Ponting and Katich teach England a lesson
Posted in npower Ashes Series 2009
So what did we learn today?
Forgive me if that takes you back to your primary school days - I don't mean to sound like a patronising parent - but it is a question worth asking as we make an early assessment of England and Australia’s Ashes credentials.
While you could argue that two days into a five-Test series is too soon to be judging either side, today’s events in Cardiff could prove instructive in the grand scheme of things.
We learnt that Ricky Ponting is as good as ever with the bat in hand - he hit his 38th Test century - if not with the captain’s armband on (don’t get me started on that again; yesterday’s blog explains things).
We learnt that Simon Katich is a much better player than last time he toured this country, and may well be the more difficult of the two openers to dislodge this summer.
We learnt that Australia’s attack is not as penetrating as the 2005 vintage - can you imagine Graeme Swann and James Anderson thrashing 68 runs in fewer than nine overs against the likes of Shane Warne and Glenn McGrath?
And we learnt that England’s attack is not as penetrating as four years ago. For evidence, look no further than the fact they went the best part of two sessions without taking a wicket.
Above all, we learnt to expect a Test - maybe even a series - in which bowlers will shoulder a heavy workload.
Some may blame the pitch at Test cricket’s newest venue, which has offered the seamers limited assistance and only slow turn for the spinners, but the calibre of batsmen has surely played its part.
Ponting and Katich wasted little time in showcasing their talents today, an unbroken 189-run stand for the second wicket serving as the centrepiece of what promises to be a lengthy Australia innings.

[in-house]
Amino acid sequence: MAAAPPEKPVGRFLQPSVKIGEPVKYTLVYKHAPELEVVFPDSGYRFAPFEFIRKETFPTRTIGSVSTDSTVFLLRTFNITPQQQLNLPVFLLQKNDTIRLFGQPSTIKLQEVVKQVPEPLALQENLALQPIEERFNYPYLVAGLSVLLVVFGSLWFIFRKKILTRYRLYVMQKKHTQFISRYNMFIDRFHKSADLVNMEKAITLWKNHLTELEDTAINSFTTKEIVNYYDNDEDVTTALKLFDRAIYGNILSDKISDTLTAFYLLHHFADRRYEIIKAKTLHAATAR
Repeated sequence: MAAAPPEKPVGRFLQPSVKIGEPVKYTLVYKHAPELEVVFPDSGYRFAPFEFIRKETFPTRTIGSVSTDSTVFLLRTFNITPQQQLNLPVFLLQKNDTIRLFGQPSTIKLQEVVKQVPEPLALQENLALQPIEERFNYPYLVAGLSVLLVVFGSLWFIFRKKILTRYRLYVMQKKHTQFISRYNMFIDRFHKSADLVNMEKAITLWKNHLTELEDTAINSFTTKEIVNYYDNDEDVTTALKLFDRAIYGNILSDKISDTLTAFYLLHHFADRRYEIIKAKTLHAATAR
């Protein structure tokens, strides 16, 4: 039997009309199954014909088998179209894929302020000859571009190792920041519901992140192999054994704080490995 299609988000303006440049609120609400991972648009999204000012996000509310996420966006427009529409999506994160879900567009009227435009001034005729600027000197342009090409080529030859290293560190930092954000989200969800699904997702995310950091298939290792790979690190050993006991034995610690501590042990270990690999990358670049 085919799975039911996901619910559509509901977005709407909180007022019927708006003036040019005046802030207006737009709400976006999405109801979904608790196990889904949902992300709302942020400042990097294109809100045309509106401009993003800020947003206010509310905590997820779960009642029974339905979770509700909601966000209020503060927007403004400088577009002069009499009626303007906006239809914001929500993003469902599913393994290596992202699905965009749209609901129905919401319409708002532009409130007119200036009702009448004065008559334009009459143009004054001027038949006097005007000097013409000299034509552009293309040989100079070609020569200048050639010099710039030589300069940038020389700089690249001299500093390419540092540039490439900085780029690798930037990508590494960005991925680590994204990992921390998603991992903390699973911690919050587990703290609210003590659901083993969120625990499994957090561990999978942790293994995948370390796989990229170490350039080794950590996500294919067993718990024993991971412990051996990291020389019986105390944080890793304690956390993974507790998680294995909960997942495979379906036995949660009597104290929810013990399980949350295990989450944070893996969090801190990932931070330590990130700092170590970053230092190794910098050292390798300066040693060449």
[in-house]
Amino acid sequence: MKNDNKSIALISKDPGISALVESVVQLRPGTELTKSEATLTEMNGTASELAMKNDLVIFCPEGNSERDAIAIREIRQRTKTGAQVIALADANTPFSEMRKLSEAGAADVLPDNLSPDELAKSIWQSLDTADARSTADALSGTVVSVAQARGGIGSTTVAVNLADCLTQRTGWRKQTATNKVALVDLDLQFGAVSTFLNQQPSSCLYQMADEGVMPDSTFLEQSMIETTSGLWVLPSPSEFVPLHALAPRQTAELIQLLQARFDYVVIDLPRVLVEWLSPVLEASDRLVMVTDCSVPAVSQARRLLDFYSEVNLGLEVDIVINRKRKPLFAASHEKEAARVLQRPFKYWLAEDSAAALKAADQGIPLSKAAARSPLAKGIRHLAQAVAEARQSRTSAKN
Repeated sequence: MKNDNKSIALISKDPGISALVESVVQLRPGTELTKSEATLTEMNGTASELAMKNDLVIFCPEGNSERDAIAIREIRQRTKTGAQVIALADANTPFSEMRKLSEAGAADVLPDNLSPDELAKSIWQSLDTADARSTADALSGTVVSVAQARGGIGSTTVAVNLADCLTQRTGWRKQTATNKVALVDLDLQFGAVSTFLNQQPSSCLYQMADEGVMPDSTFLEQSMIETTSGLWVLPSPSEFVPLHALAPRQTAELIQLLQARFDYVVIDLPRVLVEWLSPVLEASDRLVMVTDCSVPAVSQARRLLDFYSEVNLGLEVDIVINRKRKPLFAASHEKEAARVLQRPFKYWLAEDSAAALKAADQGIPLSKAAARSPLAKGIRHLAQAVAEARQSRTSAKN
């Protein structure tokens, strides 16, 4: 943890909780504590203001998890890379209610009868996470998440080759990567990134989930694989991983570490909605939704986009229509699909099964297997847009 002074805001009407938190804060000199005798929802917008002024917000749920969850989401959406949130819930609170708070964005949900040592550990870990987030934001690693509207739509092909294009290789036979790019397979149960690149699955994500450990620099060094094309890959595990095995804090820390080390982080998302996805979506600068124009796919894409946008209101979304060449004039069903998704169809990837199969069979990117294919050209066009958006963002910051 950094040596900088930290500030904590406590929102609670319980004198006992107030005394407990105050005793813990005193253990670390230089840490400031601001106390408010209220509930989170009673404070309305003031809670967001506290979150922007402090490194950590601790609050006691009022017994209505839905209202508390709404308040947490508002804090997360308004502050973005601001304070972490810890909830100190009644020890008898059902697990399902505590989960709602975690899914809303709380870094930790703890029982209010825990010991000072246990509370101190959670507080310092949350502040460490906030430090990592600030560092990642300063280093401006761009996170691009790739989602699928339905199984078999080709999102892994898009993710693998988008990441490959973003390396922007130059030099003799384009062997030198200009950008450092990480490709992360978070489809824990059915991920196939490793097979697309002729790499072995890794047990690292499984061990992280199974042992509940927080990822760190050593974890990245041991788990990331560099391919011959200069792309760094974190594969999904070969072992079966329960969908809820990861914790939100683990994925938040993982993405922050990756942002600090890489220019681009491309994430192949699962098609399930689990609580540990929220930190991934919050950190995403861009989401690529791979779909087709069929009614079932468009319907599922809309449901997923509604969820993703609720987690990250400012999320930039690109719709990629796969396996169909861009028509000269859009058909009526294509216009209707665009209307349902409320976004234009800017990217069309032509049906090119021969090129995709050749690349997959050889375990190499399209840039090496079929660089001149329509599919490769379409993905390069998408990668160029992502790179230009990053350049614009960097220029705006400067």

Ponting showed us little we did not know already: he is a world-class batsman capable of playing every shot in the book, and his appetite for occupation of the crease has clearly not been sated by age.
In passing 40, he became the fourth player in history to score 11,000 runs in Tests - Sachin Tendulkar, Brian Lara and Allan Border stand ahead of him - and, if his unbeaten 100 was not one of his most destructive innings, the manner in which he pressed on with unerring ruthlessness should be enough fill England’s bowlers with dread.
The merits of Katich have been largely overlooked in the build-up to this series, with the more precocious Hughes occupying the thoughts of players, journalists and fans alike.
Katich’s highest score in 12 previous innings against England was 67, made at Lord’s in an otherwise trying 2005 series. He bettered that at the first opportunity today.
In sharp contrast to Ponting, his crab-like stance, awkward shuffling at the crease and dominant bottom hand do not make for particularly enjoyable viewing - except from the Australian balcony, perhaps.
Attractive he is not, but effective he most certainly is, and perhaps most worrying for England were the shortage of chinks evident in his armour during his spell at the crease.
He offered a fiendishly difficult chance to Andrew Flintoff - inches off the ground in his follow-through - when he had made 10, but that was as close as England came to dislodging him.
As artist and artisan continued to prosper on the blankest of canvasses, and the scoreboard ticked over with metronomic regularity, so English spirits sagged, and a whirlwind morning session which saw the hosts add 99 runs in an hour and a quarter was shunted further back in the mind.
Swann had blazed a thrilling unbeaten 47 off just 40 balls, ably assisted by Anderson and even Monty Panesar.
Swann was clearly enjoying himself as he swung away merrily, and the sight of a couple of Nathan Hauritz deliveries turning sharply out of the rough prompted an even bigger grin from the two spinners.
Ponting and Katich soon wiped the smile from their faces.